Throughout history, crucifixion has been considered one of the most ruthless and shameful ways to bring about the death of a person.
The knowledge that Jesus Christ, the Son of God, was willing to endure such a horrific death has inspired authors, artists, and musicians to create masterpieces, while giving others the strength to brave persecution and death in the name Jesus, their Lord. However, the 21st century is far removed from the time in history when crucifixion was commonly used as a form of torture and execution. Scholars and researchers over the years have uncovered the true brutality of crucifixion and how it ties in to the meaning of the death of Jesus.
The Purpose of Crucifixtion
While the Romans were the ones to perfect the torture of crucifixion, it was around long before their empire ruled. It is likely that crucifixion began with the Assyrians and the Babylonians. The Persians most definitely used it as a mode of death in the 6th century B.C. Rome started putting it into practice during the 3rd century B.C., when it was made known to them by the Phoenicians. For about 500 years the Romans used crucifixion to strike fear into those who would oppose them, until Constantine I eradicated it in the 4th century A.D.
The purpose of crucifixion was to bring about the maximum amount of pain and shame to the person who was hanging from the cross.
Cicero said that crucifixion was, “…the cruelest and foulest of all punishments.” Usually those who suffered the indignity and agony of crucifixion were slaves, bandits, rebels, thieves, disgraced soldiers, foreigners, or those who caused trouble for Rome. Typically, Roman citizens were spared the humiliation of crucifixion.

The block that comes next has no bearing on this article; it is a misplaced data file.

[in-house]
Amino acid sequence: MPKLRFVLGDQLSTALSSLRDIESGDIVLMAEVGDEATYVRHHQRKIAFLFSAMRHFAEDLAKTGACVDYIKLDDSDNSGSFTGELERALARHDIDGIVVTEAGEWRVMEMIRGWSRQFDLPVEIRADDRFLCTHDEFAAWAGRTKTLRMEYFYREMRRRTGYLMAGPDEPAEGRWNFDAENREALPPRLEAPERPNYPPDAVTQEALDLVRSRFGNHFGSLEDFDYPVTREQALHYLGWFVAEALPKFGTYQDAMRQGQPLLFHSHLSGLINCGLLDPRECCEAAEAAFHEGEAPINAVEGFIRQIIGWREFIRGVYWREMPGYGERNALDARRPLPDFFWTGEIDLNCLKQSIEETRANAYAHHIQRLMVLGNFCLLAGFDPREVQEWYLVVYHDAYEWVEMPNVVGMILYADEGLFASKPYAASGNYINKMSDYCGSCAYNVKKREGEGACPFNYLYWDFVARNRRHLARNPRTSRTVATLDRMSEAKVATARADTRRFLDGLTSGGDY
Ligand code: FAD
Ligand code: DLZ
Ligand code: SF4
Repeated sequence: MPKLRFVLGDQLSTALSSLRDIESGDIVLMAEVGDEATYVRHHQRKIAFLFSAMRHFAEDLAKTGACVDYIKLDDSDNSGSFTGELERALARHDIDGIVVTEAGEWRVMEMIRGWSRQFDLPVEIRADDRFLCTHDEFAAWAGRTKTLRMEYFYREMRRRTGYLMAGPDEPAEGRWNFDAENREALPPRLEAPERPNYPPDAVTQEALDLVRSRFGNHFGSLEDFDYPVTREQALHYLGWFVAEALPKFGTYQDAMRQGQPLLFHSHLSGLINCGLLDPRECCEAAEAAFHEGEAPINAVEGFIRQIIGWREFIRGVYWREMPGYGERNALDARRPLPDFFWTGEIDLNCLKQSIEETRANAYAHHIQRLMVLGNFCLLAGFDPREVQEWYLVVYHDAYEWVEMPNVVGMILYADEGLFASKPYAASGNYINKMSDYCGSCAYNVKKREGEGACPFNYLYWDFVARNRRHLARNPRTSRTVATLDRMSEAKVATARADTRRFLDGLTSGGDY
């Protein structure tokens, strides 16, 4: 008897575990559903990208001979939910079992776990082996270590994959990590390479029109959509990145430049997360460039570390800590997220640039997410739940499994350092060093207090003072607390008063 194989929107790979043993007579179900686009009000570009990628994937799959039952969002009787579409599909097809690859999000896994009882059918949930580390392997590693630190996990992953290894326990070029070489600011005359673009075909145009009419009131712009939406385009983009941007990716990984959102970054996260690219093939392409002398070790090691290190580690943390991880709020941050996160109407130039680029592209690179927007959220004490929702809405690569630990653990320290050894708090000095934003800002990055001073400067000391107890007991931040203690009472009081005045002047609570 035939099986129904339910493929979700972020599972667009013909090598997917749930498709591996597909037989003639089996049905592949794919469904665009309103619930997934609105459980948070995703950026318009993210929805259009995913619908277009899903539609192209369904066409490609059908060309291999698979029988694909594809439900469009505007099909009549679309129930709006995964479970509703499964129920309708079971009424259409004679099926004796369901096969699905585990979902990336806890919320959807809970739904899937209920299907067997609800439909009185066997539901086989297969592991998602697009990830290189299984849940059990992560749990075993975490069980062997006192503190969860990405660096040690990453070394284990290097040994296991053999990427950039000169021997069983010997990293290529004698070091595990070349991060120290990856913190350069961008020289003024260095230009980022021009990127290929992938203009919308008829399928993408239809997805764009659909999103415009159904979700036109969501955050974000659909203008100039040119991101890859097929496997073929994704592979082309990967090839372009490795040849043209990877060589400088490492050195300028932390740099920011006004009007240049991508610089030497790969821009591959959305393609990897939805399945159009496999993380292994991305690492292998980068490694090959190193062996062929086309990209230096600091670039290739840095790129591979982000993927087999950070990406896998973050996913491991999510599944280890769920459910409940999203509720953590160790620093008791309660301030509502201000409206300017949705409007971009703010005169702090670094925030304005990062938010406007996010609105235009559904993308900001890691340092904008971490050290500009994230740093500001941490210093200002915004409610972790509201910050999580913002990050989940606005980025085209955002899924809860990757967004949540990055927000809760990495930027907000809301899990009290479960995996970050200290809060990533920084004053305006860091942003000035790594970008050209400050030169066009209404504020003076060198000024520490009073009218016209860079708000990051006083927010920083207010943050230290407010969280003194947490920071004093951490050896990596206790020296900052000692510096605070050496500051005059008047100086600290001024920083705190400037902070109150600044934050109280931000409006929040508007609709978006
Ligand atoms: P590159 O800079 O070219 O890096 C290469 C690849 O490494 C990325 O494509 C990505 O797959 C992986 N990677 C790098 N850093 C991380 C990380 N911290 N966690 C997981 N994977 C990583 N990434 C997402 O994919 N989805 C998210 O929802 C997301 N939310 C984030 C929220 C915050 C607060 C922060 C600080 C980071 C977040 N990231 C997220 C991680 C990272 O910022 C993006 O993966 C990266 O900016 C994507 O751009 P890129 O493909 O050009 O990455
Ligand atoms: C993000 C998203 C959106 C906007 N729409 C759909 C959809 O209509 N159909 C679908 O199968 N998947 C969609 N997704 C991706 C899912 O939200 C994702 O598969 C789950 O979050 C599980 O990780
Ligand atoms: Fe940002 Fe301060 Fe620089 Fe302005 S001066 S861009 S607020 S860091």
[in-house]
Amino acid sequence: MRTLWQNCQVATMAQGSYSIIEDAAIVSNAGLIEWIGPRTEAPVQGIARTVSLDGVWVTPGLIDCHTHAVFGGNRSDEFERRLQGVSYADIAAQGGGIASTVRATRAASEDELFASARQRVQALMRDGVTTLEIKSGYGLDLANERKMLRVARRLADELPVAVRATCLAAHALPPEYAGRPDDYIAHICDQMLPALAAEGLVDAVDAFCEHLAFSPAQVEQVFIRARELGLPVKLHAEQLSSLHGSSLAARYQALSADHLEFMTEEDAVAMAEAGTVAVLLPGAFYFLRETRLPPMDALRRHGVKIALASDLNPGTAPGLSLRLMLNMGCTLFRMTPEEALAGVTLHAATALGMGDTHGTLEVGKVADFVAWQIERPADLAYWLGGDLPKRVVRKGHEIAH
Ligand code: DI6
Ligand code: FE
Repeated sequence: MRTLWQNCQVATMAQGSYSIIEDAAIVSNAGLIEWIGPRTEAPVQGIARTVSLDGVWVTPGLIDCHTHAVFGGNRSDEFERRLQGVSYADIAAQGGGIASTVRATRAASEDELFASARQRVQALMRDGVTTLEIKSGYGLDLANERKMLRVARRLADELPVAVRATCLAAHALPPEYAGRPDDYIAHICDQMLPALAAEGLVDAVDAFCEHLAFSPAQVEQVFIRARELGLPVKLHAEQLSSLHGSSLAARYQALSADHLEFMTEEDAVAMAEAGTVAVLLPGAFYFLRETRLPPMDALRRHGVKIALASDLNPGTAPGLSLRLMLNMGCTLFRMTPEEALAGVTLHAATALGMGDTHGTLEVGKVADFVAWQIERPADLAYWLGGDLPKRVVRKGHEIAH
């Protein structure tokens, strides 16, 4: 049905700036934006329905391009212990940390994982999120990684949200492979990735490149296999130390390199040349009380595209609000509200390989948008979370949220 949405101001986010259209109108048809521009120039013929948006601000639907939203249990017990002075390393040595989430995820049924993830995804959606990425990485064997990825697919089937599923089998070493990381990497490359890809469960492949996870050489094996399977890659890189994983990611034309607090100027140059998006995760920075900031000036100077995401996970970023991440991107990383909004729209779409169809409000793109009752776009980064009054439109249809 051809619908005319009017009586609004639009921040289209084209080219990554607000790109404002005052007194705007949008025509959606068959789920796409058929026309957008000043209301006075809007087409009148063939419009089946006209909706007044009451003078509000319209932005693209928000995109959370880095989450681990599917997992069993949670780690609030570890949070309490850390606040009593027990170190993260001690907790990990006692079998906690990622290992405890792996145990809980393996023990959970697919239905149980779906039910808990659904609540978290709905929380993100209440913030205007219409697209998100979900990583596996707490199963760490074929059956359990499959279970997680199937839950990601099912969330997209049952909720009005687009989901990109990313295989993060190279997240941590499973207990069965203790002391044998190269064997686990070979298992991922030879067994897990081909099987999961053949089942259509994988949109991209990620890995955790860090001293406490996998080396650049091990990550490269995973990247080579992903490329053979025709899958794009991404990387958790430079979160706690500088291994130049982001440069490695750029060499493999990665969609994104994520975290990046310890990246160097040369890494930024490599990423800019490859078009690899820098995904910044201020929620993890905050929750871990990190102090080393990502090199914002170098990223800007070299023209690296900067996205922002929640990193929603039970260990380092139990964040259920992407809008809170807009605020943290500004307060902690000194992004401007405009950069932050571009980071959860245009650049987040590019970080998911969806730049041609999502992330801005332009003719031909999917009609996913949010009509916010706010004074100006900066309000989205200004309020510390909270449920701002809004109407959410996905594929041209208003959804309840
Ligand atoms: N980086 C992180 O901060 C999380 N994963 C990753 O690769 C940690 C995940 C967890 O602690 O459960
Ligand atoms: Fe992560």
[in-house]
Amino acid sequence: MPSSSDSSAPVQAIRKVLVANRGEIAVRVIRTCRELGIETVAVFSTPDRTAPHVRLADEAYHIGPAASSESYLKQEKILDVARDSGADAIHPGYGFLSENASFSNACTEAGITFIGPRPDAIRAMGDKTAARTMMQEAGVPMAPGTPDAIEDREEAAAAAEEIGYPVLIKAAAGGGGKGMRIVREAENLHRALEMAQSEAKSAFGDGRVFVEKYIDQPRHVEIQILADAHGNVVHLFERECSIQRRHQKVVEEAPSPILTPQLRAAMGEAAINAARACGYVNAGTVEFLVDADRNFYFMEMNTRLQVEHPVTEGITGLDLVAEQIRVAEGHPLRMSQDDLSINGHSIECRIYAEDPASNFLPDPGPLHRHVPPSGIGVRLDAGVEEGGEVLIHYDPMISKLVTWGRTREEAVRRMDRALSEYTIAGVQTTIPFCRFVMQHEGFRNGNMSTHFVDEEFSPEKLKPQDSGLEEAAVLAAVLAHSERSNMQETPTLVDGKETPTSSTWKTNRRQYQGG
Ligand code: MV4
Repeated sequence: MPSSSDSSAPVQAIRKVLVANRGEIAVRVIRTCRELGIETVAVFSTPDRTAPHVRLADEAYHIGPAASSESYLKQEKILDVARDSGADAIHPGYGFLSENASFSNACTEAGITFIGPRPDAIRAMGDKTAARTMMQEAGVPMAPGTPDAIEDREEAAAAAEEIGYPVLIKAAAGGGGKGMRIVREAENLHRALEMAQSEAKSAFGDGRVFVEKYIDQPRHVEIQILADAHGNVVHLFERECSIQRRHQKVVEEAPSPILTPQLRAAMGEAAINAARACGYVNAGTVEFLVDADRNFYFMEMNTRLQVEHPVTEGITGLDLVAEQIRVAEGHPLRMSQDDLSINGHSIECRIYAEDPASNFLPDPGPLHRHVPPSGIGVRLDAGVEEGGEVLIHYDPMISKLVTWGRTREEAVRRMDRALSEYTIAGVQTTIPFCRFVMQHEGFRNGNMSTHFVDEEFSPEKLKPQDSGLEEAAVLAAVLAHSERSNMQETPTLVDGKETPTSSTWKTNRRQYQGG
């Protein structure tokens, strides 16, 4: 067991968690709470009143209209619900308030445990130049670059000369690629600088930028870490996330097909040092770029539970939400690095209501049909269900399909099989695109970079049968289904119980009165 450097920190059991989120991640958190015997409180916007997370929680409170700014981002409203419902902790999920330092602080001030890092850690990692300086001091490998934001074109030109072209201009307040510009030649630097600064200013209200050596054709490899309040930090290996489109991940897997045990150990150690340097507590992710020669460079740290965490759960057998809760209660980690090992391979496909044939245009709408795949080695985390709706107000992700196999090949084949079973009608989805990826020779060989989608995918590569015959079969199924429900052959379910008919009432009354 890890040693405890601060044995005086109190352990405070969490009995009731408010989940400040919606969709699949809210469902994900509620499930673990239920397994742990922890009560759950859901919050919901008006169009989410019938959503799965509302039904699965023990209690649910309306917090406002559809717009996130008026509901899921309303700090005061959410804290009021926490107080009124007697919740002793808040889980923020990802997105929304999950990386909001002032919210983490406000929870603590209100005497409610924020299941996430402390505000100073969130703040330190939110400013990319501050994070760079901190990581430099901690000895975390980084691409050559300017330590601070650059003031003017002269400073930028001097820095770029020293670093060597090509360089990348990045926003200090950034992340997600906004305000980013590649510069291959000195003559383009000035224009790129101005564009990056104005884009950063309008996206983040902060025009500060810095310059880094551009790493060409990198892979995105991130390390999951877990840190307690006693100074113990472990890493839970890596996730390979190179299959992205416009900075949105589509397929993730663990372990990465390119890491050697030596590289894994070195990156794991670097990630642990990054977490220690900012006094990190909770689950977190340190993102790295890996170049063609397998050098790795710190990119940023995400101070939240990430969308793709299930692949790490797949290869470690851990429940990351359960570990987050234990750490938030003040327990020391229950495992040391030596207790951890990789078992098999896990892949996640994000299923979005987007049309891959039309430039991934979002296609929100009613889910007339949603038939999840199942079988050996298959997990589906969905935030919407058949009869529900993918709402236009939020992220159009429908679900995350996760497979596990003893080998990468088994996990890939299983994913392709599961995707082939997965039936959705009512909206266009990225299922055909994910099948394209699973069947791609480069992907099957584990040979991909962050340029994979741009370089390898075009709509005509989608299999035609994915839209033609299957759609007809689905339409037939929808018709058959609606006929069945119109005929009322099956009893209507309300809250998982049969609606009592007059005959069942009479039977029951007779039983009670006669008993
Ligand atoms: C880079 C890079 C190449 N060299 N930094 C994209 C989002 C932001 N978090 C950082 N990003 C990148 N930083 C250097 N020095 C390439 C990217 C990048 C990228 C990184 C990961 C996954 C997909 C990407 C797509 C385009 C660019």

There were many different ways that a person’s body could be positioned during crucifixion. Sometimes a person was crucified upside down, fasted to the cross with either nails or rope. A person who was crucified upside down died quickly, as pressure built in the heart and it ruptured. The most common method of crucifixion was having the arms tied or nailed to the crossbeam and the feet fastened or nailed to the upright beam. Sometimes a small ledge was included on the upright beam where the person could sit. This seat was not there to assist the person on the cross, but rather the purpose was to prolong the torture and execution. When the person did finally succumb to death, it was due to multiple factors. Many were severely scourged and beaten before even making it to the cross, and were then required to help carry the wood to their place of execution. From the person’s treatment before the cross, his blood volume was often low, which could lead to hypoglycemic shock. Blood loss and dehydration also could lead to hypovolemic shock. If he was crucified on a hot day, then he could suffer from heatstroke, and if it was in a cold area, hypothermia. Due to the extreme trauma the person’s body was enduring, he could develop arrhythmias and irregular heart beats or lung clots. What every person endured while on the cross was suffocation. For the length of time the person was hanging, he was progressively asphyxiated. To take a breath, he would have to push up on his feet, causing himself immense pain.